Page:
Note: I have avoided references to names of companies or locals on purpose. I have also avoided pictures of unsustainable practices on purpose
In 2009, I set out on a journey that would change me as a person and my lifestyle. I visited a remote part of Uttarakhand, that would become part of my life since. My friends and I reached Mussoorie and set out on a journey of 170km by a Bolero.
The trip would take us along the Yamuna, beyond Mussoorie and Kempty falls. We would cross villages with wonderful names such as Nainbaug, stop at roadside waterfalls and the Yamuna banks, cross villages referred to in Mahabaratha – Lakhamandal and traverse on pretty much dirt tracks. Following the flow of Yamuna and its tributaries, we crossed Naugoan, Purola and Mori and reached the end of the road as we understand it. The Bolero wouldn’t stop though; a bone-rattling 90-minute journey took us over dirt track to Sankri, a one-road village that was also known in the trekking circles as the gateway to some amazing treks.
Sankri in 2009, had GMVN offering a liveable accommodation, an insect-infested local hotel, ironically named Swargarohini Palace, a small Dhaba (Rinki ka Dhaba) that offered food and a grocery shop that served the locals with select stuff. Uttarakhand government operated one bus daily in each direction, the bus would leave from Mussoorie and Sankri early in the morning and reach the destination by 5 pm. For the locals, overloaded Bolero’s, Trax, etc. would be the mode of transport. There was no electricity supply or telephone connectivity.
The trek experiences were among the best in the world. Some of the most pristine and spectacular trails to Har Ki Dun, Ruinsara lake, Kedarkantha, Rupin and Supin valleys.
And then development happened. Specifically, adventure travel and trekking started.
Fast forward to 2021. There still remains 2 bus that visits the village. Electricity from the electricity board remains patchy, though better than before. But people have generators installed. GMVN remains just a liveable space where none venture, but Swargarohini Palace today rivals 3-star hotels in hill stations. Others have built equally luxurious places to stay. Neon lights announce café’s on the hillside.
Some of the slopes are converted from farms to accommodation for trekkers, others to apple farms and yet more to better homes and homestays. Now you can buy any trekking gear in this village. A multitude of shops exists. Even a pharmacy and a pharmacist who provides basic health care exists. There is even an English medium school.
My old-time friend from 2009, will launch his luxurious homestay, which will cost as much as it does in Mussoorie, with 15 rooms with the best alpine views. You will probably feel you are in a European alpine village. It possibly cost him upwards of 5 million INR to build it. Soon he will have rivals for sure.
And come the snow in December, this town will be overrun as it was last December. Local guides say that on the peak days there were more than 1000 people at Kedarkantha and over 500 tents. Hundreds of people can be enjoying the trek to Kedarkantha peak in the winter snow. This is an easy trek in which you can summit a 3800m peak and be rewarded with views of spectacular Himalayan ranges. You can then slide down in the snow.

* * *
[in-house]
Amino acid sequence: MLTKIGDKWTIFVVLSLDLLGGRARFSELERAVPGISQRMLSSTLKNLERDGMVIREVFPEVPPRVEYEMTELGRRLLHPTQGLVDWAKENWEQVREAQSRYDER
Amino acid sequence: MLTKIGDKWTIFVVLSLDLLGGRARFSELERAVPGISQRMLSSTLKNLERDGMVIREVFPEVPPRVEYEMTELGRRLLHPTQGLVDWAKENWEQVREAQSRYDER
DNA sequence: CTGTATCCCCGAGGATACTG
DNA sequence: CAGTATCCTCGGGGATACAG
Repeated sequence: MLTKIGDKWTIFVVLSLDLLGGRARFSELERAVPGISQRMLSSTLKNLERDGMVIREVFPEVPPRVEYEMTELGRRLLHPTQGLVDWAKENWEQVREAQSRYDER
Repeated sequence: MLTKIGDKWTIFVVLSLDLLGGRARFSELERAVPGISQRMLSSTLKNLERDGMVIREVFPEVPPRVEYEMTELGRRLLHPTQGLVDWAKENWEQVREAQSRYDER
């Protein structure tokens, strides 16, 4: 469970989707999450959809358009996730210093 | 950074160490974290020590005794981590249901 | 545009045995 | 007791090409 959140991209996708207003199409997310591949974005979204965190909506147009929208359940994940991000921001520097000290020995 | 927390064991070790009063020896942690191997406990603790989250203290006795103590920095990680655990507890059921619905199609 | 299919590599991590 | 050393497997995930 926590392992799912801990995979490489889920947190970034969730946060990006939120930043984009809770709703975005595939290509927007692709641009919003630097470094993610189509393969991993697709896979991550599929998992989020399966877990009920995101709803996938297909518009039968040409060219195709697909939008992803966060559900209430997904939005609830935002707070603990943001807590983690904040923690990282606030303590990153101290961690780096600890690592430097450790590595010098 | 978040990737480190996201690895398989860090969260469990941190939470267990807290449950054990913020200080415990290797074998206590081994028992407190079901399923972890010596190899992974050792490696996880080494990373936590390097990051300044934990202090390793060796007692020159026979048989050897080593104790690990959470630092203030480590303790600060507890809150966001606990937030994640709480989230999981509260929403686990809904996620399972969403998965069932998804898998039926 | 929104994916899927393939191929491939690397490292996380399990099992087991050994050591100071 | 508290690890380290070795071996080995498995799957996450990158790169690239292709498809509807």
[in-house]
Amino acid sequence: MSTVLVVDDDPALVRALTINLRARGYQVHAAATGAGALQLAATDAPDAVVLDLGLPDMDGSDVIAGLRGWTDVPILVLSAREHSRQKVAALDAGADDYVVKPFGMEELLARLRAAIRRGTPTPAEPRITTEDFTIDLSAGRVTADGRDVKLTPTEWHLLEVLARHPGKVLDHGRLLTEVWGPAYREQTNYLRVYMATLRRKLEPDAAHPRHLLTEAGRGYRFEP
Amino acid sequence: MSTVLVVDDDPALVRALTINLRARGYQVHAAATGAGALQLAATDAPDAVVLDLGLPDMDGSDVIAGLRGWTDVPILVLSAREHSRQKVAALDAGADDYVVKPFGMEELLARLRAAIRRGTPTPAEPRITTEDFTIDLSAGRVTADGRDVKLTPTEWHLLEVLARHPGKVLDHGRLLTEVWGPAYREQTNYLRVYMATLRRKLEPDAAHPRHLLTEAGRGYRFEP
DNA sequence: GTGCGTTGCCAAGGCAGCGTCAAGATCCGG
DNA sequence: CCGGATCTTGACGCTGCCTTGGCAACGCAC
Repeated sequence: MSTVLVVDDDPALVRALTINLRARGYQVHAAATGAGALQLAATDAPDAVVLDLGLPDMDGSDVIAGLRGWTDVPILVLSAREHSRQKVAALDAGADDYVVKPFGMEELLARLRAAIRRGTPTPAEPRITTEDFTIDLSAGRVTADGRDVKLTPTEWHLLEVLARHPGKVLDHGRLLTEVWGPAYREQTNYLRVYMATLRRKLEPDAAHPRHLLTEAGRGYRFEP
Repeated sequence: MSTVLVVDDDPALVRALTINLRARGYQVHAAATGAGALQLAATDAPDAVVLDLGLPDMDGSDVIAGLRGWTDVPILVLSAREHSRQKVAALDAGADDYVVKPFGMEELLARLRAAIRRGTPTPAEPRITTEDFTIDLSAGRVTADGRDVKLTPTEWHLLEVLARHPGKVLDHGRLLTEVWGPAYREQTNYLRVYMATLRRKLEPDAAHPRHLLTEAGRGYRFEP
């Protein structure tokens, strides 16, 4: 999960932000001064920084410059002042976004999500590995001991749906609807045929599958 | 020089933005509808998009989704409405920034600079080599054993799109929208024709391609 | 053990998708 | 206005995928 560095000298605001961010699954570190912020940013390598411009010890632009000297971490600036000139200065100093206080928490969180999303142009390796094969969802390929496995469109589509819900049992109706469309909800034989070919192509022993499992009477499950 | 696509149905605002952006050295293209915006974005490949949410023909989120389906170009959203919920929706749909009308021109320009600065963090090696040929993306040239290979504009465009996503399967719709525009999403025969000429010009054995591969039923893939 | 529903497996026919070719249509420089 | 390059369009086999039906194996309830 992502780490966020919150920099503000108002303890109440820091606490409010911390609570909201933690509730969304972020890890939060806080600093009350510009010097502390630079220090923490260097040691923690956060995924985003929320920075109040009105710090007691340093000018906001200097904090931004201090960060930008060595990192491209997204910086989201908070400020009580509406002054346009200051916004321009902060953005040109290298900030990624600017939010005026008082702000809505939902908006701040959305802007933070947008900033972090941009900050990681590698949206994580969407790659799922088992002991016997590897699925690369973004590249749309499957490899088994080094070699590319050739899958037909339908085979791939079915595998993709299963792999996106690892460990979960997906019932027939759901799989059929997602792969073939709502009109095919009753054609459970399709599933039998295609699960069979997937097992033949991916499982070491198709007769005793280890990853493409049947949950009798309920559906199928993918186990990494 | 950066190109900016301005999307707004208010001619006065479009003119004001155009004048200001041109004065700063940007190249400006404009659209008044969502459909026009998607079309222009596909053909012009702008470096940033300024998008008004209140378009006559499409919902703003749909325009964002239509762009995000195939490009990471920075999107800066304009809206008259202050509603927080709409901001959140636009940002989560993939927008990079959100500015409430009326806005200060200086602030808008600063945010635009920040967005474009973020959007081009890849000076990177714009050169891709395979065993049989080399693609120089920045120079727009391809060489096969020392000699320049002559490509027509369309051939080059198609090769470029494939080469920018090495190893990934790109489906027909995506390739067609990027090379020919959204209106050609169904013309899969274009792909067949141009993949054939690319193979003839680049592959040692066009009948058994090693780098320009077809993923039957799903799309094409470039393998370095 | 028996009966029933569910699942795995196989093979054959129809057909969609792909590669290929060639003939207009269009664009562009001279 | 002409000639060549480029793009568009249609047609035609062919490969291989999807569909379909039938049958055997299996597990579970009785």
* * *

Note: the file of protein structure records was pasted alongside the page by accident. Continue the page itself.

What’s wrong you say?
Well, Sankri still has no reliable power of telecom infrastructure. The road is still pathetic. There is no hospital or doctor in the village (there probably will be multiple doctors amongst the trekkers though). It has no piped water and sanitation system. And the small village can’t simply sustain a tourist population of several hundred, leave alone thousands.
What about Kedarkantha trekking trail? With the water resources available and the meadow space, no more than 100 people can be sustained on the trail per day. Yet we know that last winter season (despite COVID pandemic) enormous crowds gathered here, music, liquor and what not. Today the trail is filled with mule shit that you can smell in the offseason where there are only 10 trekkers. Human waste fills the meadows. The water quality is doubtful and experienced trekkers rush to higher altitudes to avoid all of the garbage.
Unless drastic measures are taken, the Kedarkantha trail will die. Unless drastic measures are taken Sankri as a village will become a hell in few years. Our legal system will probably initiate knee jerk reaction banning trekking. What happens to the local economy that lives on trekking?
As of today, the problem facing Sankri has been built around Kedarkantha. A well-known trekking agency has shifted base to another nearby village, Kotgarh, which will soon become another Sankri.
What is necessary is the sustainable planning of ecological tourism. There are environmentally conscious trekkers and several hundred consultants who love and travel to Sankri. The government and the legal system needs to engage them along with the local community to come up with a sustainable solution.
In the meanwhile let’s pray no untoward accident happens on the slopes of Kedarkantha or Sankri.
Trekker, photographer and management consultant